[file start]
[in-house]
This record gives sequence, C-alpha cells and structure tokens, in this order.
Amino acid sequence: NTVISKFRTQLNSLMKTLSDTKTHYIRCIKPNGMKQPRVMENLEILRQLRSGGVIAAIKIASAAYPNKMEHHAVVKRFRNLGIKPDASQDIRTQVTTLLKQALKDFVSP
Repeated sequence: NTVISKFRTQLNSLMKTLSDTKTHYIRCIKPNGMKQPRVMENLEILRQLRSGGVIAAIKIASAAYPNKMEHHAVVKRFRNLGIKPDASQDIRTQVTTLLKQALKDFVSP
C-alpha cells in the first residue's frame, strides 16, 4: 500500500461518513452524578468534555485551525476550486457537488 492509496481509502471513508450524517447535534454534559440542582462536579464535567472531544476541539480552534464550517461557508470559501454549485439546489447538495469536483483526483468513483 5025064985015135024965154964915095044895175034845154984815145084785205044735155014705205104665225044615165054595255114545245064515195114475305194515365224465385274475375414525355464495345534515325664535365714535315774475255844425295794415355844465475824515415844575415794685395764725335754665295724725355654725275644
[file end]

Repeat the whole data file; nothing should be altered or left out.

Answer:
[in-house]
This record gives sequence, C-alpha cells and structure tokens, in this order.
Amino acid sequence: NTVISKFRTQLNSLMKTLSDTKTHYIRCIKPNGMKQPRVMENLEILRQLRSGGVIAAIKIASAAYPNKMEHHAVVKRFRNLGIKPDASQDIRTQVTTLLKQALKDFVSP
Repeated sequence: NTVISKFRTQLNSLMKTLSDTKTHYIRCIKPNGMKQPRVMENLEILRQLRSGGVIAAIKIASAAYPNKMEHHAVVKRFRNLGIKPDASQDIRTQVTTLLKQALKDFVSP
C-alpha cells in the first residue's frame, strides 16, 4: 500500500461518513452524578468534555485551525476550486457537488 492509496481509502471513508450524517447535534454534559440542582462536579464535567472531544476541539480552534464550517461557508470559501454549485439546489447538495469536483483526483468513483 5025064985015135024965154964915095044895175034845154984815145084785205044735155014705205104665225044615165054595255114545245064515195114475305194515365224465385274475375414525355464495345534515325664535365714535315774475255844425295794415355844465475824515415844575415794685395764725335754665295724725355654725275644